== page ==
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NWMO's options for storing nuclear waste

Technology

Mike Sterling for Canadian Community News

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Background

Recently we wrote a summary of options for the care and storage of low, intermediate and high level waste.  It's an interesting and complex problem. 

In this article we will try to detail the process of determining the options as seen by Nuclear Waste Management Organization (NWMO)

There has been a number of emails circulating in the community of Saugeen Shores that bring up issues and concerns.  Some of them are answered by NWMO documents and research has been completed in other countries.

Reading NWMO documents carefully, we see that they have considered many of the voiced concerns over a long period of time.  If you would like to read a base level NWMO document, Click Here.  Also, their main web site is here  Keeping in mind that this is an plan in progress, there is still a lot of information available.  It may take 7 to 10 years to select a site.

This article concentrates on what NWMO says officially.  They detail the options that they have come up with and they do not differ materially from the options that were exposed  a few weeks ago.  See

 'Possible Nuclear Waste Options':

Technology Possible Nuclear Waste Options  Read More

We will take key parts of their document and expand them to highlight some of the concerns that have been raised by emails and deputation before Council.  We have used quotes and italics, but it should be clear where our comments and their statements start and end.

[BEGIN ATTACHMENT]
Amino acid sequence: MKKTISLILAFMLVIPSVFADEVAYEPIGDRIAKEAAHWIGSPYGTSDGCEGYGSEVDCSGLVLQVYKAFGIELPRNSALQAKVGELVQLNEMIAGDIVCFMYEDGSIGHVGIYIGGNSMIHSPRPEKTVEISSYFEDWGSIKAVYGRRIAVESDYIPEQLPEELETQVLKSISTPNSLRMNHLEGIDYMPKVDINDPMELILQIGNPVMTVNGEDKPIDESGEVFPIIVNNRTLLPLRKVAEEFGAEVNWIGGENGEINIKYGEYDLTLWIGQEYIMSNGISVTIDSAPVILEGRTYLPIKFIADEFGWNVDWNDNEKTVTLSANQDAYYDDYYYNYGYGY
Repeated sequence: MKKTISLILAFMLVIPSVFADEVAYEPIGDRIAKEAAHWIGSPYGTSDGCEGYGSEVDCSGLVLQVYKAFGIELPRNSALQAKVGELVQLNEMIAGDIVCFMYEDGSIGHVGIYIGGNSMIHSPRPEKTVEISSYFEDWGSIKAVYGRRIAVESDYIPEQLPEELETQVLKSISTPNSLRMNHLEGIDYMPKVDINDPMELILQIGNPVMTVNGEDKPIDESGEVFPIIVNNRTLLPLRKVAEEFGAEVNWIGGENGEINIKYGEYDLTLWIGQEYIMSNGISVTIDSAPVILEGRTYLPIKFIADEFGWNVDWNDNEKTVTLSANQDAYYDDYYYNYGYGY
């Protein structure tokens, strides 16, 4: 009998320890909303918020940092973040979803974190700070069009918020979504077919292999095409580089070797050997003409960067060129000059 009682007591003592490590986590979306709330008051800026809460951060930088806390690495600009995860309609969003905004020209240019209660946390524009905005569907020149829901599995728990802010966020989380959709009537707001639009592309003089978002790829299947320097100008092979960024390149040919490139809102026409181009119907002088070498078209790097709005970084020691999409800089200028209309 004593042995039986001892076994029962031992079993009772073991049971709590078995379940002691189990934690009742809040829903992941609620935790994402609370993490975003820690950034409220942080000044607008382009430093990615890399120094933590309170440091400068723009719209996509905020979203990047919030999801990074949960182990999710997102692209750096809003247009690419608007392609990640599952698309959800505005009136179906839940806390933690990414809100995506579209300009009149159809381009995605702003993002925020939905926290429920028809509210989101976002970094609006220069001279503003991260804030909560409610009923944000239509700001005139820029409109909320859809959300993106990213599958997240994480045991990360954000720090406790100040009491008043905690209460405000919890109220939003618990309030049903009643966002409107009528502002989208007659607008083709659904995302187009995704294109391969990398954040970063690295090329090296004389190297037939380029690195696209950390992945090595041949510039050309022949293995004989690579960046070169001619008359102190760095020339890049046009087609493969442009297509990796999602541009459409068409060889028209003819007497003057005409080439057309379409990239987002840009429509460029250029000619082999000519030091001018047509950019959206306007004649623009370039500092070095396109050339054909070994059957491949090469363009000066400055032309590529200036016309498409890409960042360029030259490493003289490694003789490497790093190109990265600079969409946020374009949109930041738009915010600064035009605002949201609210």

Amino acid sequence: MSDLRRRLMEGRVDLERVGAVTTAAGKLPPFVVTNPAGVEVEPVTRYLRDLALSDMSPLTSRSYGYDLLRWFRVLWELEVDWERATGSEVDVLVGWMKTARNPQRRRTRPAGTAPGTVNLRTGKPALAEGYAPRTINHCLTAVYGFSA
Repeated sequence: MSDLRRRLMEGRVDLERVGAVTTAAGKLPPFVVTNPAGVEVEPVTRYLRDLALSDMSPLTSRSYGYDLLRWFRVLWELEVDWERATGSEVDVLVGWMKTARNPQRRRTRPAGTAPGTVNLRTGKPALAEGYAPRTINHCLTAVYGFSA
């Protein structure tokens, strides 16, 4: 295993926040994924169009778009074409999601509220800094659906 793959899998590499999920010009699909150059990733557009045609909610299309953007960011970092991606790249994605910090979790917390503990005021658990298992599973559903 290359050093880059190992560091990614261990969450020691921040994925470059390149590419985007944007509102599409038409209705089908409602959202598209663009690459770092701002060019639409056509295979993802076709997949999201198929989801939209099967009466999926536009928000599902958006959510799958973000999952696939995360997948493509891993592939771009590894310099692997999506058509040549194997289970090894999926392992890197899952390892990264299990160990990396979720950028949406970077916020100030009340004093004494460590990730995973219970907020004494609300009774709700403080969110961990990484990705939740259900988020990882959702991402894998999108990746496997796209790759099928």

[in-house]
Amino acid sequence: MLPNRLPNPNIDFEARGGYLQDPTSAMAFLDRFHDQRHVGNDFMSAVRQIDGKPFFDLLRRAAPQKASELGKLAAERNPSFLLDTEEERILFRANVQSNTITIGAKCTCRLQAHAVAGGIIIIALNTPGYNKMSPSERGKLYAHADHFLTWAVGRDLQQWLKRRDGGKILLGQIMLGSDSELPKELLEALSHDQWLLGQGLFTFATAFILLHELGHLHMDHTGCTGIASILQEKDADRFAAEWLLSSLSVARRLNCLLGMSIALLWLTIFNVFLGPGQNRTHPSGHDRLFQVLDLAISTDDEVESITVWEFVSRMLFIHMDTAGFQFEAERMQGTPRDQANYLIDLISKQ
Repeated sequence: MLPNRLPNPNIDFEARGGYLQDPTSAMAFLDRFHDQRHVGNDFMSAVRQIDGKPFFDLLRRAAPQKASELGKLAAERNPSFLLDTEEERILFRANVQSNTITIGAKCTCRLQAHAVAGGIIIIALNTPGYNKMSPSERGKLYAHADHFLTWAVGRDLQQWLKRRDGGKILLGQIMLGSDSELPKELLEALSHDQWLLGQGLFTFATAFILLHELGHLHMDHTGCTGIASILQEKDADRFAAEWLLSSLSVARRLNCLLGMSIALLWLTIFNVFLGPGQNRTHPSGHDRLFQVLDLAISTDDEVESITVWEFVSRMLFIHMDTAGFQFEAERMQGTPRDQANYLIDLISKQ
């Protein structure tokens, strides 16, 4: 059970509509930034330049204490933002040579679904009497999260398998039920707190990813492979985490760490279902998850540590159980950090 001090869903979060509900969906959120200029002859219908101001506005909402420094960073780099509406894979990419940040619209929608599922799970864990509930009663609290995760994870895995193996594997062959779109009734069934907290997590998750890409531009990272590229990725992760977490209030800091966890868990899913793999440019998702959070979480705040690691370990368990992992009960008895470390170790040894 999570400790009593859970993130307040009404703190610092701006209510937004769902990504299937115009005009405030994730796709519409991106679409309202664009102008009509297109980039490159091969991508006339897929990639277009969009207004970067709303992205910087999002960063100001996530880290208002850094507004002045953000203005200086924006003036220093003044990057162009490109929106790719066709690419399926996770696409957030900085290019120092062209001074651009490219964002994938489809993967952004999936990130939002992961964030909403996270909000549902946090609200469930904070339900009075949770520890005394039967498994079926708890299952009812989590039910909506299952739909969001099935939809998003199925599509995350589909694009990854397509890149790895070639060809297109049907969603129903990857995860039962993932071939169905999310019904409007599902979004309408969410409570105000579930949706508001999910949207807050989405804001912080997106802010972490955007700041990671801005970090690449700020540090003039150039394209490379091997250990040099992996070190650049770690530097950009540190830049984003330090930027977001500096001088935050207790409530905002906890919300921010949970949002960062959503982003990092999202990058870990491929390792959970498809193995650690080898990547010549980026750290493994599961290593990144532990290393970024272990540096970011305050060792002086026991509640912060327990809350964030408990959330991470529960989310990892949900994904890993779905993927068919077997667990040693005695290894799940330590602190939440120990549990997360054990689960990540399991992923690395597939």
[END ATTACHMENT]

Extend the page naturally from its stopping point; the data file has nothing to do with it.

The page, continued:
The first thing to note is that the NWMO has a charter.  Here it is:

"The purpose of the NWMO is to develop collaboratively with Canadians a management approach for the long-term care of Canada’s used nuclear fuel that is socially acceptable, technically sound, environmentally responsible and economically feasible."

One of the arguments brought forward was that the NWMO is run by the companies that run the Nuclear Power Plants. (See videos in the Saugeen Times coverage of the Council Meeting)

Town Council/Video Chambers filled with opponents to DGR   Read More

"The Government of Canada passed legislation in 2002 that set a decision-making framework. Under the Nuclear Fuel Waste Act, the Government requires the owners of this waste to create an organization that will study the options and recommend a long-term management approach."